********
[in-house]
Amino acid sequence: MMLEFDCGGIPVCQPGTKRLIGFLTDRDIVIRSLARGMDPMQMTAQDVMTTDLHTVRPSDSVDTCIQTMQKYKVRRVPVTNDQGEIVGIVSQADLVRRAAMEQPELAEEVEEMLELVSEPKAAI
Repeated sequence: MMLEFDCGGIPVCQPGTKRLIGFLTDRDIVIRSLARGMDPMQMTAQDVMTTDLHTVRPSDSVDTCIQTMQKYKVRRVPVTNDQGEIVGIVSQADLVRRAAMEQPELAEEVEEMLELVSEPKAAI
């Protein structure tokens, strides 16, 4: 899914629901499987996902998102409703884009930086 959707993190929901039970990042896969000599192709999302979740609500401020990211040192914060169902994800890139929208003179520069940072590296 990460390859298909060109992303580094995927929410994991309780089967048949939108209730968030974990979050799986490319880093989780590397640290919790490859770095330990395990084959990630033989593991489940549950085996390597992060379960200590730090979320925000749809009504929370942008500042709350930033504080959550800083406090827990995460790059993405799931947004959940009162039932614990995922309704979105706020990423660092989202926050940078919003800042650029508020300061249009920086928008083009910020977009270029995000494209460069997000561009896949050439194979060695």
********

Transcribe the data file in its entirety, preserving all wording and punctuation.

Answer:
[in-house]
Amino acid sequence: MMLEFDCGGIPVCQPGTKRLIGFLTDRDIVIRSLARGMDPMQMTAQDVMTTDLHTVRPSDSVDTCIQTMQKYKVRRVPVTNDQGEIVGIVSQADLVRRAAMEQPELAEEVEEMLELVSEPKAAI
Repeated sequence: MMLEFDCGGIPVCQPGTKRLIGFLTDRDIVIRSLARGMDPMQMTAQDVMTTDLHTVRPSDSVDTCIQTMQKYKVRRVPVTNDQGEIVGIVSQADLVRRAAMEQPELAEEVEEMLELVSEPKAAI
């Protein structure tokens, strides 16, 4: 899914629901499987996902998102409703884009930086 959707993190929901039970990042896969000599192709999302979740609500401020990211040192914060169902994800890139929208003179520069940072590296 990460390859298909060109992303580094995927929410994991309780089967048949939108209730968030974990979050799986490319880093989780590397640290919790490859770095330990395990084959990630033989593991489940549950085996390597992060379960200590730090979320925000749809009504929370942008500042709350930033504080959550800083406090827990995460790059993405799931947004959940009162039932614990995922309704979105706020990423660092989202926050940078919003800042650029508020300061249009920086928008083009910020977009270029995000494209460069997000561009896949050439194979060695």